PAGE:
notagiraffe Fri 01-Nov-13 18:03:31

The eye contact thing used to bug me enormously. This morning I'm afraid I wound him up. I tried to get him to make eye contact while we were chatting. In the end he got grumpy and just said 'Stop it.' But I forget how normal it is to have eye contact because we never do.
DS2 is the same. sad His eyes can't make contact during conversation though he is capable of gazing at people in a totally melting way when he isn't talking with them.

Again, I had no idea why. I used to try and force him to make eye contact as lack of it just comes over as so shifty. Now? Dunno... What should I do?

Amber, would you explain why eye contact is difficult and what you prefer when speaking with a non-aspie person?

amberlight Fri 01-Nov-13 20:27:47

Can do, yes. When a non-autistic person looks at someone's eyes, the first bit of the brain it uses is the old 'predator spotting' bit. It's automatic and scans the face in front of it to see if it's a sabre tooth tiger about to eat us. If so, it presses the big red panic button: Run!!!! No? Then it starts asking the rest of the brain for clues; who is this, are they a friend? What do I know about them? What is their emotional state? Eye signals happen so fast that only the auto-decoding bit of the brain can decode what those signals mean. Your brain is looking for smiles, eyebrow raises - all sorts. Totally automatic. It then responds with all its own signals and expressions and voice tones etc. Fantastic!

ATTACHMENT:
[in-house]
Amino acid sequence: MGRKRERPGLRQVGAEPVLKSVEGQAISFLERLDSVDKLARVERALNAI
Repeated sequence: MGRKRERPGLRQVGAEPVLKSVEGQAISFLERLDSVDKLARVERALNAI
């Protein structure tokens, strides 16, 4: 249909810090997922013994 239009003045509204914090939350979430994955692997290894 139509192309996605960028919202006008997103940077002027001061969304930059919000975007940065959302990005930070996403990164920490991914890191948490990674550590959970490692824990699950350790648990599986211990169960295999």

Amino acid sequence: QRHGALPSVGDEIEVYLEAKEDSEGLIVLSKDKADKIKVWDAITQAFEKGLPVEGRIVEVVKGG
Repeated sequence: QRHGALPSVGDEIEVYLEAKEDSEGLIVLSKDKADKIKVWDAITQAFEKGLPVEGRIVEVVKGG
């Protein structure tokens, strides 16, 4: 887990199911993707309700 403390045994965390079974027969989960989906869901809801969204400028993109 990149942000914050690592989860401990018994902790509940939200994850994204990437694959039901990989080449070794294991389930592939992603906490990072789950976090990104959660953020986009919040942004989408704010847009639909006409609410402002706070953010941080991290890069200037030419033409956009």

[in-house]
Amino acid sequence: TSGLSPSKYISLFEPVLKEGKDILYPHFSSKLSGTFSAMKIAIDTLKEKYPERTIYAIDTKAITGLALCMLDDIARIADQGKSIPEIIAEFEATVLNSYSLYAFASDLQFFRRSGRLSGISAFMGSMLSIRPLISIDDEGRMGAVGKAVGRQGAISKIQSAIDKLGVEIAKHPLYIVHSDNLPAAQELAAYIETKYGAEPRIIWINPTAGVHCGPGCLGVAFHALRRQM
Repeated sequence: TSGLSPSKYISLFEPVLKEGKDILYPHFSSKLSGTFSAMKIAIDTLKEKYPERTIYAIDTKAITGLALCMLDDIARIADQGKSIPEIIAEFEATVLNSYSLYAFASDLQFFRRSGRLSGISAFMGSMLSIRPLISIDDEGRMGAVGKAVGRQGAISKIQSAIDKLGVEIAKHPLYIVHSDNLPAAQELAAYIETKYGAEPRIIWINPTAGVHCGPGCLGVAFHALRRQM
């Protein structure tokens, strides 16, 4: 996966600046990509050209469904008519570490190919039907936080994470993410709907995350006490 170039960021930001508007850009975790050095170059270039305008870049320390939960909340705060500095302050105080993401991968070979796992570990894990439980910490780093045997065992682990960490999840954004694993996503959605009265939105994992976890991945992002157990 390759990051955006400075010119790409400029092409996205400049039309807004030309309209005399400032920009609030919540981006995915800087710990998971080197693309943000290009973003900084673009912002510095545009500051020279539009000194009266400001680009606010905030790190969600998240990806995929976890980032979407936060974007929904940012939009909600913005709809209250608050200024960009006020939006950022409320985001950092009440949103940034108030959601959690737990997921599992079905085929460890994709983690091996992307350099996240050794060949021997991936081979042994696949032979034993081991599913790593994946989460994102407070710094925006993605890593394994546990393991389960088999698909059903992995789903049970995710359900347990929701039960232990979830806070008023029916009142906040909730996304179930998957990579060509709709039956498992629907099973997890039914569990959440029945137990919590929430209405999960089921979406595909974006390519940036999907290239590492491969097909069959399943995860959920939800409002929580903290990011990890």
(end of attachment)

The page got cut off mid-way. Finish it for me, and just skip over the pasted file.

In ours, we look at someone's eyes, and our brain asks the old 'predator-spotting bit', and that bit presses the big red panic button and won't let go. To our brains, we're looking into the eyes of a top predator who is about to kill us. There's no wiring to the people-decoding bit because we don't have one. So the signal gets stuck in the old animal-instinct bit. It's the same with staring a horse or deer in the eyes - they will panic and run.

In a very real sense, it's like making eye contact with someone who is Blind. We can't see you. All we see is an outline - your hair, your general body shape. Eye contact is intensely frightening/overwhelming and gets us nowhere. That bit is genuinely broken. Our eyes are meant for looking for patterns in data, pictures, spotting genuine predators, etc. Not people.

That's the why of it. Aspies will sit next to one another out of respect for that intense fear if we look at each others' eyes. People thought we were just rude and shifty. Nope. Just don't have properly working eyesight. Again it's a generalisation since some can manage some eye contact and others absolutely can't. Depends how much brain wiring they got born with.

racingheart Fri 01-Nov-13 20:39:40

Thanks Amber. That's really helpful.

I sort of get what you mean. I have dyspraxia. I can't cross roads. Non-dyspraxic people tell me they see roads and cars and can judge whether it's safe to cross. I have no idea. If there is any traffic movement anywhere, near or far away I have no idea whether we can cross. I can manage it if I focus very hard indeed and the traffic is so far away that it looks tiny but otherwise, the red panic button, as you describe it, goes on and stays on.